May I use this analogy for my second point: When, in the 1960s, Britain was at one of its most prevalent stages of moral decline, and the indigenous churches were fast losing ground under the weight of the spiritual onslaught, the Lord sent some ‘white blood cells’ – in the form of the Black churches – to join forces and strengthen Christian witness and spirituality. Gospel music was often the door-opener forming these necessary bonds. It did a lot of healing and renewing. Many church leaders of different denominations testify of it; church leadership engagement today trace their current relationships across denominational, race and cultural barriers through it.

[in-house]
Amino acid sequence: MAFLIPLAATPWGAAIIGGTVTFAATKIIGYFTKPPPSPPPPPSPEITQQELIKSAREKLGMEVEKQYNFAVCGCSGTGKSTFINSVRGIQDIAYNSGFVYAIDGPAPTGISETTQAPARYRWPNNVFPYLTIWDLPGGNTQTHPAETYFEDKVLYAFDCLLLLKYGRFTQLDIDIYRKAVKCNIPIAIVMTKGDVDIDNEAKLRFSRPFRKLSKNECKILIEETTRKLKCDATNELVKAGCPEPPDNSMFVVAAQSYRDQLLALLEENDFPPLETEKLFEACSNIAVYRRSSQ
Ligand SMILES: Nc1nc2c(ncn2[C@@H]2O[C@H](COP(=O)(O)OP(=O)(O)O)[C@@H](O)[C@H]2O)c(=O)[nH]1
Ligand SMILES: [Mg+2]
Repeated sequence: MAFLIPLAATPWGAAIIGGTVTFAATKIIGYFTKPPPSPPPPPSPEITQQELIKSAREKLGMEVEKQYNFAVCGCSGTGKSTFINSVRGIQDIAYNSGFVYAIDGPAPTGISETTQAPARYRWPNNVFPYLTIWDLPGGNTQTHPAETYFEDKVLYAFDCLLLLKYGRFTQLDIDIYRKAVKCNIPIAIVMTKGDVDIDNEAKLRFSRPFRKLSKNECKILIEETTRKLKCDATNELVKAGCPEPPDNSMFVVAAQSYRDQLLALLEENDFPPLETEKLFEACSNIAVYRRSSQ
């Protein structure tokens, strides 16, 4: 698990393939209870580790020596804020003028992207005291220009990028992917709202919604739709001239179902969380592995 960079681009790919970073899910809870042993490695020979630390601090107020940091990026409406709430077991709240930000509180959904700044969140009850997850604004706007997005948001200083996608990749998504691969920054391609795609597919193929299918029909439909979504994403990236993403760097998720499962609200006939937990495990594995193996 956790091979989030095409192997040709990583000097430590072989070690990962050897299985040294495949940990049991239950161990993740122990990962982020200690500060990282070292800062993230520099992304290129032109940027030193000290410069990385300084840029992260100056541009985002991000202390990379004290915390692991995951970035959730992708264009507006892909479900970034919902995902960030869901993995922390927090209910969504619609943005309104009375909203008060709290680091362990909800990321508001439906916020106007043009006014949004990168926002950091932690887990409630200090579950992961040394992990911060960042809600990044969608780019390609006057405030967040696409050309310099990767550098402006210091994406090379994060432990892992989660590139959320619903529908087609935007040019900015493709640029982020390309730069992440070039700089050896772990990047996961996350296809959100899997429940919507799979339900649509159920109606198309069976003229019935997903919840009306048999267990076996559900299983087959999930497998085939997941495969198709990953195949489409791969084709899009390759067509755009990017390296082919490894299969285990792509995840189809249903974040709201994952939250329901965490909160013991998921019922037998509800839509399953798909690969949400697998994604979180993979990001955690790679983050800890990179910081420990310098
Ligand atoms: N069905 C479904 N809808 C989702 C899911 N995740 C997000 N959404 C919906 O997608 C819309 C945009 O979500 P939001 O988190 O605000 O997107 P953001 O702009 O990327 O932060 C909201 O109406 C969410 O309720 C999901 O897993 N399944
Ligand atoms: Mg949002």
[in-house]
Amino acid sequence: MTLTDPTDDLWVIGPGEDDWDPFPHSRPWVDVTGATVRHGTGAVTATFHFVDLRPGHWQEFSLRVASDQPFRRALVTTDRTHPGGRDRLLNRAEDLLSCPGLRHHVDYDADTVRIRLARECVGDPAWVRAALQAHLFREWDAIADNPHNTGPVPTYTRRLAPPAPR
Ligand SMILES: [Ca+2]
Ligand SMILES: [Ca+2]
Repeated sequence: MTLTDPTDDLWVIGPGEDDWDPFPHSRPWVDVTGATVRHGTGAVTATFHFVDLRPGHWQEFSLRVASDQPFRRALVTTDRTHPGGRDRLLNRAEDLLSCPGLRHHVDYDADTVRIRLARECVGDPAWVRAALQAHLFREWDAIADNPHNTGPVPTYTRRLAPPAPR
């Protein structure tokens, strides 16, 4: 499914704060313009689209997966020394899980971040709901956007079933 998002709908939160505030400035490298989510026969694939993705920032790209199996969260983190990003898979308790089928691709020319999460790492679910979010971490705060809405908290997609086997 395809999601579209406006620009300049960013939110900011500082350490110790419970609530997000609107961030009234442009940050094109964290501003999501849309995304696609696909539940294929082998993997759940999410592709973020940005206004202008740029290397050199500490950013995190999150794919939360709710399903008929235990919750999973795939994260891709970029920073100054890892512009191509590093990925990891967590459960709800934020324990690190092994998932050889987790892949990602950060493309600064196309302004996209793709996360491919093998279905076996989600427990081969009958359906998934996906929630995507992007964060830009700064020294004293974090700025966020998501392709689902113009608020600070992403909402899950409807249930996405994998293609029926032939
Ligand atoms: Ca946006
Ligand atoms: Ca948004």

Rev Joel Edwards, who is considered one of the great churchmen of our times, wrote a book entitled, ‘Lord, Make Us One But Not All The Same’. It’s a book about unity and diversity in Christ, and charts his own journey from being a member/pastor in the New Testament Church of God to becoming the General Director of the Evangelical Alliance, representing over a million Christians of every hue and background. I don’t know whether he thought it up, but the title certainly sums up my feelings about retaining ‘gospel music’ as a valid term. Who has a valid alternative name, anyway?
Gospel Music – A Sound and a Cause